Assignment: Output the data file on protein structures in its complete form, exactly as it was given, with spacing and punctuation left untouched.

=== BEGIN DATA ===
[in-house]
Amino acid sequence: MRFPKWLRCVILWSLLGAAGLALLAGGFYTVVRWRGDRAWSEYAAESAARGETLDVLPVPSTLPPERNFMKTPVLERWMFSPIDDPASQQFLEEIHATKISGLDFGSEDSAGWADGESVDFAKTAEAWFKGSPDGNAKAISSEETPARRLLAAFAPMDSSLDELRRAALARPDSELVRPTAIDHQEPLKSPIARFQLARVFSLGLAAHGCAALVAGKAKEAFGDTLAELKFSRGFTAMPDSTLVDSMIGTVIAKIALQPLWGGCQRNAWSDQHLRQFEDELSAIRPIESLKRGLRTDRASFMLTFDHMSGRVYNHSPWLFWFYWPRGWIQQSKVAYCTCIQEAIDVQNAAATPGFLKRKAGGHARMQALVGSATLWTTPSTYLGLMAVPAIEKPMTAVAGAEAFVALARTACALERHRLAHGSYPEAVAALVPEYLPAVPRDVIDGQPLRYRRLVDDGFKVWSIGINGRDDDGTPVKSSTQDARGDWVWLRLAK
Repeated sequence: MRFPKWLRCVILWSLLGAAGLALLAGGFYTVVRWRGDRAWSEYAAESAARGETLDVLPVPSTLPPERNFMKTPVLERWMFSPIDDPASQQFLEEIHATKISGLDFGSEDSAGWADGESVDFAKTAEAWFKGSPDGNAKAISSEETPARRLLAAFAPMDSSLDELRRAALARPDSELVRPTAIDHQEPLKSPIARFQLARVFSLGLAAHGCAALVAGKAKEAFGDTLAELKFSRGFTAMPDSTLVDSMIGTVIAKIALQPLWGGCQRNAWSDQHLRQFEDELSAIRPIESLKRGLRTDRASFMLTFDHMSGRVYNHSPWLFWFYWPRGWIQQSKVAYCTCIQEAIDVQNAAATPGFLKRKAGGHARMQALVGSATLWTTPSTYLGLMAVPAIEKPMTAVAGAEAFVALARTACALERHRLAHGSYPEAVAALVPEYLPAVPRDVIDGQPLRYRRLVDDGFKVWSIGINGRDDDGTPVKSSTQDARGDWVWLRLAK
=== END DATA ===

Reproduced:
[in-house]
Amino acid sequence: MRFPKWLRCVILWSLLGAAGLALLAGGFYTVVRWRGDRAWSEYAAESAARGETLDVLPVPSTLPPERNFMKTPVLERWMFSPIDDPASQQFLEEIHATKISGLDFGSEDSAGWADGESVDFAKTAEAWFKGSPDGNAKAISSEETPARRLLAAFAPMDSSLDELRRAALARPDSELVRPTAIDHQEPLKSPIARFQLARVFSLGLAAHGCAALVAGKAKEAFGDTLAELKFSRGFTAMPDSTLVDSMIGTVIAKIALQPLWGGCQRNAWSDQHLRQFEDELSAIRPIESLKRGLRTDRASFMLTFDHMSGRVYNHSPWLFWFYWPRGWIQQSKVAYCTCIQEAIDVQNAAATPGFLKRKAGGHARMQALVGSATLWTTPSTYLGLMAVPAIEKPMTAVAGAEAFVALARTACALERHRLAHGSYPEAVAALVPEYLPAVPRDVIDGQPLRYRRLVDDGFKVWSIGINGRDDDGTPVKSSTQDARGDWVWLRLAK
Repeated sequence: MRFPKWLRCVILWSLLGAAGLALLAGGFYTVVRWRGDRAWSEYAAESAARGETLDVLPVPSTLPPERNFMKTPVLERWMFSPIDDPASQQFLEEIHATKISGLDFGSEDSAGWADGESVDFAKTAEAWFKGSPDGNAKAISSEETPARRLLAAFAPMDSSLDELRRAALARPDSELVRPTAIDHQEPLKSPIARFQLARVFSLGLAAHGCAALVAGKAKEAFGDTLAELKFSRGFTAMPDSTLVDSMIGTVIAKIALQPLWGGCQRNAWSDQHLRQFEDELSAIRPIESLKRGLRTDRASFMLTFDHMSGRVYNHSPWLFWFYWPRGWIQQSKVAYCTCIQEAIDVQNAAATPGFLKRKAGGHARMQALVGSATLWTTPSTYLGLMAVPAIEKPMTAVAGAEAFVALARTACALERHRLAHGSYPEAVAALVPEYLPAVPRDVIDGQPLRYRRLVDDGFKVWSIGINGRDDDGTPVKSSTQDARGDWVWLRLAK